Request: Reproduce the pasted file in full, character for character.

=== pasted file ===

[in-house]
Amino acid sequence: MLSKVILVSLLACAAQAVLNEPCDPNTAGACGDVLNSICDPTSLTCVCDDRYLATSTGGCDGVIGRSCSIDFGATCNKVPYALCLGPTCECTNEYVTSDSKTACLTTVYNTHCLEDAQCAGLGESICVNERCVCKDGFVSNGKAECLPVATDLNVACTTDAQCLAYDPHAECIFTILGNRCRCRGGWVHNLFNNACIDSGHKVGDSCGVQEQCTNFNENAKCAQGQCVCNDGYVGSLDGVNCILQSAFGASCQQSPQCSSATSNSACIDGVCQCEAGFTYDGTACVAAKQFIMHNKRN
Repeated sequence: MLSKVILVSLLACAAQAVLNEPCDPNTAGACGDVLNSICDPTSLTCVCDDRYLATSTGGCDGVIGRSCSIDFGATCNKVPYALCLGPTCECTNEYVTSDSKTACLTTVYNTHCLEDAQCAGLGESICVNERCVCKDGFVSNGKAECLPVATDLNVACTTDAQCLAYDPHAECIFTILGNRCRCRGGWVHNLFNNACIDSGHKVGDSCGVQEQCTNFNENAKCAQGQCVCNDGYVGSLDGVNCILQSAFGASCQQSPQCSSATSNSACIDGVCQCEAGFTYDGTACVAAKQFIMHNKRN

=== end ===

[in-house]
Amino acid sequence: MLSKVILVSLLACAAQAVLNEPCDPNTAGACGDVLNSICDPTSLTCVCDDRYLATSTGGCDGVIGRSCSIDFGATCNKVPYALCLGPTCECTNEYVTSDSKTACLTTVYNTHCLEDAQCAGLGESICVNERCVCKDGFVSNGKAECLPVATDLNVACTTDAQCLAYDPHAECIFTILGNRCRCRGGWVHNLFNNACIDSGHKVGDSCGVQEQCTNFNENAKCAQGQCVCNDGYVGSLDGVNCILQSAFGASCQQSPQCSSATSNSACIDGVCQCEAGFTYDGTACVAAKQFIMHNKRN
Repeated sequence: MLSKVILVSLLACAAQAVLNEPCDPNTAGACGDVLNSICDPTSLTCVCDDRYLATSTGGCDGVIGRSCSIDFGATCNKVPYALCLGPTCECTNEYVTSDSKTACLTTVYNTHCLEDAQCAGLGESICVNERCVCKDGFVSNGKAECLPVATDLNVACTTDAQCLAYDPHAECIFTILGNRCRCRGGWVHNLFNNACIDSGHKVGDSCGVQEQCTNFNENAKCAQGQCVCNDGYVGSLDGVNCILQSAFGASCQQSPQCSSATSNSACIDGVCQCEAGFTYDGTACVAAKQFIMHNKRN